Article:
Neotropic Cormorant

Phalacrocorax brasilianus
Range Map

Other than the Double-Crested, the Neotropic Cormorant is the only other North American cormorant that we commonly find in fresh water environs. Both cormorants have green eyes, but the Neotropic is smaller and has a longer tail than the Double-Crested. Breeding Neotropic Cormorants show a white chevron pattern behind the facial skin, but this can be hard to see in non-breeding birds. Most of the population of these birds stay well south of the southern USA border, even across most of South America, but they show up during breeding season in a few southern states, especially Texas, where the gulf coast hosts them year round.

I met my first Neotropic Cormorants during a summer visit to Bosque del Apache in 2003, then again in 2016. Until 2020, New Mexico birds were the only members of this species I’d met. I finally met some more of these birds during my Spring 2020 and 2021 expeditions to Texas.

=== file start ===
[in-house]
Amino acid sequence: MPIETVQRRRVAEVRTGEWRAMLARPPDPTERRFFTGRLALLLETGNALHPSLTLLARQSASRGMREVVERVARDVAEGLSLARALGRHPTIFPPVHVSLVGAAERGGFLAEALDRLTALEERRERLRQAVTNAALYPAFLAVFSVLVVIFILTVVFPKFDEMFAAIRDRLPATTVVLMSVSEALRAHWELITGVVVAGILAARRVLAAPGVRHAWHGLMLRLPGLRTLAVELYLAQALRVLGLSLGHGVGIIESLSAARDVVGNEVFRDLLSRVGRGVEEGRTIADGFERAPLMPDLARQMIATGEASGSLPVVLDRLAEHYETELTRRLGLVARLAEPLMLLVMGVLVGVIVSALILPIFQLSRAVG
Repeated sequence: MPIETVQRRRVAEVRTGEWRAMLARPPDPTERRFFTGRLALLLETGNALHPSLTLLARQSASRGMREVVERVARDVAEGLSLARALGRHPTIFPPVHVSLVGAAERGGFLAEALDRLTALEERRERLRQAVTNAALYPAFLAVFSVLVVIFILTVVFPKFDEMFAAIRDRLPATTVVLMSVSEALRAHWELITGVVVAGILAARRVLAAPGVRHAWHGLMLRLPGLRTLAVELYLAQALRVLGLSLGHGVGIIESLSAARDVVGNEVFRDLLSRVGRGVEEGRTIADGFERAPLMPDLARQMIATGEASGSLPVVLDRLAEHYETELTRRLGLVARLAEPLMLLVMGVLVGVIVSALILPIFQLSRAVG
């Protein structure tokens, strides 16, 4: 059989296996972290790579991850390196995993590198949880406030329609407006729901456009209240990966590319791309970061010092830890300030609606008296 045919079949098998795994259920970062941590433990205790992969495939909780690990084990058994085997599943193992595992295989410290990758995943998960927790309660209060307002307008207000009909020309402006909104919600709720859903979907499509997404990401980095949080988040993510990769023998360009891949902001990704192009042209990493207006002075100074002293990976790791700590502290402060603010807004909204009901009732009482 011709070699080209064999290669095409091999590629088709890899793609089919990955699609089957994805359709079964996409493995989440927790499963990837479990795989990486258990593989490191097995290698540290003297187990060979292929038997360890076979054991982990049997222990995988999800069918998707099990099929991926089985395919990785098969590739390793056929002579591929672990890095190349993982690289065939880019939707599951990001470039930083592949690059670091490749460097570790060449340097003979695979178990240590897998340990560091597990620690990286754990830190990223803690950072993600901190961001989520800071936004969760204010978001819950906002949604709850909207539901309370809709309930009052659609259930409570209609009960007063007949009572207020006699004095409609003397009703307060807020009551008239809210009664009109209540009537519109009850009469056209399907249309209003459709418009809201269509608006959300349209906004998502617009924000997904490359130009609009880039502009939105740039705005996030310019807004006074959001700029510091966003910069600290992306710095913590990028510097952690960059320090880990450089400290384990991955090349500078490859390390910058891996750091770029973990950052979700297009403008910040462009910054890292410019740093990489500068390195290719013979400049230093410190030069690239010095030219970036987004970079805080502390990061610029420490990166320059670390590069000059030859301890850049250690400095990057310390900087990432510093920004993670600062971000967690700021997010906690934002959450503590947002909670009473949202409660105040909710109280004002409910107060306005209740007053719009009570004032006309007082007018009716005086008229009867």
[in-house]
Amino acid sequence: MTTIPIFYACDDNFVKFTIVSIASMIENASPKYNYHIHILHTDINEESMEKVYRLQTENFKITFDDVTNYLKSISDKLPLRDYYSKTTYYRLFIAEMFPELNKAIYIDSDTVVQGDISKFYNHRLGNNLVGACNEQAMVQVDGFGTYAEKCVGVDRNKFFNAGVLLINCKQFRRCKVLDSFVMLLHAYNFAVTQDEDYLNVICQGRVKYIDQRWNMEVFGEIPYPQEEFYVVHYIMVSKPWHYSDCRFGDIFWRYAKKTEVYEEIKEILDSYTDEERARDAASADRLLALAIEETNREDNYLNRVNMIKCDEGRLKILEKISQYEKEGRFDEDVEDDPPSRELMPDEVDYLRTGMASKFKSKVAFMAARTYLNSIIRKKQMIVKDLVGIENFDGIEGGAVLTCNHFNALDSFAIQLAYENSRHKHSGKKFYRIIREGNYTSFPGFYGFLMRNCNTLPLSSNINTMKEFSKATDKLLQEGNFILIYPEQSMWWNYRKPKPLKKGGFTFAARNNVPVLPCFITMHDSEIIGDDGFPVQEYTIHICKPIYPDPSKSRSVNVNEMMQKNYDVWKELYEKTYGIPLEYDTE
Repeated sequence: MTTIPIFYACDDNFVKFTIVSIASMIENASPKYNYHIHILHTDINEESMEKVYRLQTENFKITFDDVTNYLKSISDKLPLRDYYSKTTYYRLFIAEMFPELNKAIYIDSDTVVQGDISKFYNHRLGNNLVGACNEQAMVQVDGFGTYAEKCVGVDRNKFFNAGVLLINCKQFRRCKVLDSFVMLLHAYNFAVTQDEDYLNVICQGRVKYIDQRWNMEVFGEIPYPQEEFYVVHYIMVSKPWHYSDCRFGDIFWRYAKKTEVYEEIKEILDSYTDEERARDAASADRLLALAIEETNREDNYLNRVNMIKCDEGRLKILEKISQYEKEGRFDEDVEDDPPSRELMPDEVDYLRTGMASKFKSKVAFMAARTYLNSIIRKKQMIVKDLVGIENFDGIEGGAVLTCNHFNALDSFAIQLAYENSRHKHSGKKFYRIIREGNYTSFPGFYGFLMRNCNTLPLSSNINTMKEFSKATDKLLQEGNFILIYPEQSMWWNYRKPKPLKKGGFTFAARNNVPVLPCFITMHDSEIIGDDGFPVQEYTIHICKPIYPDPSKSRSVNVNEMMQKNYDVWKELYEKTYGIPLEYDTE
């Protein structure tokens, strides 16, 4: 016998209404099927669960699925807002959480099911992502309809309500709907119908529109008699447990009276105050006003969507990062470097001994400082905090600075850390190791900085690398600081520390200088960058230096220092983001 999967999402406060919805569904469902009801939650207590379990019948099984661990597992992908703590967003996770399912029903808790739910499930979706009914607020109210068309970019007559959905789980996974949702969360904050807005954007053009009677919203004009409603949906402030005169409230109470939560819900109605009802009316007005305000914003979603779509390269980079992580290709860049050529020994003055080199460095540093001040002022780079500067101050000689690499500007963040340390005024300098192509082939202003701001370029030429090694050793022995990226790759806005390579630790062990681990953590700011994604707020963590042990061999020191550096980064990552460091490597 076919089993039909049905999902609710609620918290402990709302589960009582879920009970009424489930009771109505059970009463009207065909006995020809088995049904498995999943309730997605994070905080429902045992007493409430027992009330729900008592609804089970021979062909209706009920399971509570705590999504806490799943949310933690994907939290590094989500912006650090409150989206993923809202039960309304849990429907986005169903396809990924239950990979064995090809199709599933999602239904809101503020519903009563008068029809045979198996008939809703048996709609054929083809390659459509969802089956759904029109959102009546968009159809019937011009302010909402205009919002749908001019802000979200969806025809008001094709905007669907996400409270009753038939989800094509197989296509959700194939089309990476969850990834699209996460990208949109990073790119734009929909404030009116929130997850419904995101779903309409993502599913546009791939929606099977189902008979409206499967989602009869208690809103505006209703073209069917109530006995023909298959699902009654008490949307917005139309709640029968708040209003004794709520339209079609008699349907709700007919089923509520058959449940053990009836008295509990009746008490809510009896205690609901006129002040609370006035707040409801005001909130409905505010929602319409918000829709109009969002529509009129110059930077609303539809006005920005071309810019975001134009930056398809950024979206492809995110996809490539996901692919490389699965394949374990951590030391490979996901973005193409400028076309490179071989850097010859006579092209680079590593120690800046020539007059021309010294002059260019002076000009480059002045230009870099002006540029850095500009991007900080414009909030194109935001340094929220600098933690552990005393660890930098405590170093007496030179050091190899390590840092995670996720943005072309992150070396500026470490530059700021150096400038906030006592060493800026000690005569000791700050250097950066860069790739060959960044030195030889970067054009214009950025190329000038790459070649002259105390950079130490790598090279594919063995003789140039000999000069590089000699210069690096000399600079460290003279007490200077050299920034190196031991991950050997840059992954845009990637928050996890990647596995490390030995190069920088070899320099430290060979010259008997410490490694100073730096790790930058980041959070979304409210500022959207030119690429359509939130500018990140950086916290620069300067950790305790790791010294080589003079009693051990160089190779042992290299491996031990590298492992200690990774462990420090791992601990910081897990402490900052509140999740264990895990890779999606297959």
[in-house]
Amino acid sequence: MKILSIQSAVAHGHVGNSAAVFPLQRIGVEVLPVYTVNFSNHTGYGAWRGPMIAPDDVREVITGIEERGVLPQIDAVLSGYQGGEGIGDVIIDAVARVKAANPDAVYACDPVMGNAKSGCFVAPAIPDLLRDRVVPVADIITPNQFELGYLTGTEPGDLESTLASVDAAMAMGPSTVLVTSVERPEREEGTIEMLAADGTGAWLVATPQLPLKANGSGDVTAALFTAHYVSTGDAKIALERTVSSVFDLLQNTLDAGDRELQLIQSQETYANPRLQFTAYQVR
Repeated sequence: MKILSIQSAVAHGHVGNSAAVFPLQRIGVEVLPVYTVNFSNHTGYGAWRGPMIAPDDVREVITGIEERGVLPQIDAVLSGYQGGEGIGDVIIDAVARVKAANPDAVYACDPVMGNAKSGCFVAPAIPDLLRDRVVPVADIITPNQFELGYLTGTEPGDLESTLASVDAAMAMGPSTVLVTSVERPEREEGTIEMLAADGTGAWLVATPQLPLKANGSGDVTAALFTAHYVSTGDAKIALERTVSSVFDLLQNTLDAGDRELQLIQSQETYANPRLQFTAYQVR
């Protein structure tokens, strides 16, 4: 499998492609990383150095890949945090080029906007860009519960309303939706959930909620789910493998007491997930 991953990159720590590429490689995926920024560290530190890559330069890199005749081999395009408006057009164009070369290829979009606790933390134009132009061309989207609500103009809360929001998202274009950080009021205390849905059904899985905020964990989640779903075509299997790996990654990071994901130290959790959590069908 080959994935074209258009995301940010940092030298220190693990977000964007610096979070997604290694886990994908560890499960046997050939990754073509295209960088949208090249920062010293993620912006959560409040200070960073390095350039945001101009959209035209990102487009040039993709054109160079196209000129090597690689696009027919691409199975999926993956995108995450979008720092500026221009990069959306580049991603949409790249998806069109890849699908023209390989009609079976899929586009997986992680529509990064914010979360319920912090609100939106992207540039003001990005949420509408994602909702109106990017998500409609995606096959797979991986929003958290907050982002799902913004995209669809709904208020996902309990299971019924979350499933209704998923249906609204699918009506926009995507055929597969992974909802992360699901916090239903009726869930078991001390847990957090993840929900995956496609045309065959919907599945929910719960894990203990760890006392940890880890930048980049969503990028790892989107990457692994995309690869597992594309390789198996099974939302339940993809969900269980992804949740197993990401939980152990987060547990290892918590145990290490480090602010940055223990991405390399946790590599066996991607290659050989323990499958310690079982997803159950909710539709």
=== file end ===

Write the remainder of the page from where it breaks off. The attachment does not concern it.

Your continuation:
When I visited Anahuac NWR in the spring of 2021, and again in the late summer of 2022, I enjoyed close encounters with these birds at the side of the auto tour road, and caught them from the open window of my RV.

Two subspecies are recognized by most taxonomists:

  • P. b. mexicanus breeds in the southern United States from Arizona to Louisiana, and south to Costa Rica, the Bahamas and Cuba. Birds it the northern part of their range migrate south in winter.
  • P. b. brasilianus lives from Panama and south throughout South America to Cape Horn. In winter, some birds in the southern part of range disperse north.

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